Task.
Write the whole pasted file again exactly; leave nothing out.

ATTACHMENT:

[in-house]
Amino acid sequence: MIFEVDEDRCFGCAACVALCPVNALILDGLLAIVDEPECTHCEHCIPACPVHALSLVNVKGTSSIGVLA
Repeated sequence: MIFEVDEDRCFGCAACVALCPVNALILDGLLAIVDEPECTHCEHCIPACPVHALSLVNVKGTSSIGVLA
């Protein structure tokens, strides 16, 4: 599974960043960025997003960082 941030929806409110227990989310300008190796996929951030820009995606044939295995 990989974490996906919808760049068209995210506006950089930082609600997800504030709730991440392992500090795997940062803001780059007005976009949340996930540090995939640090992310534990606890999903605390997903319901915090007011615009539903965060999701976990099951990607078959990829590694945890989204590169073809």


[in-house]
Amino acid sequence: MIFEVDEDRCFGCAACVALCPVNALILDGLLAIVDEPECTHCEHCIPACPVHALSLVNVKGTSSIGVLA
Repeated sequence: MIFEVDEDRCFGCAACVALCPVNALILDGLLAIVDEPECTHCEHCIPACPVHALSLVNVKGTSSIGVLA
């Protein structure tokens, strides 16, 4: 599974960043960025997003960082 941030929806409110227990989310300008190796996929951030820009995606044939295995 990989974490996906919808760049068209995210506006950089930082609600997800504030709730991440392992500090795997940062803001780059007005976009949340996930540090995939640090992310534990606890999903605390997903319901915090007011615009539903965060999701976990099951990607078959990829590694945890989204590169073809």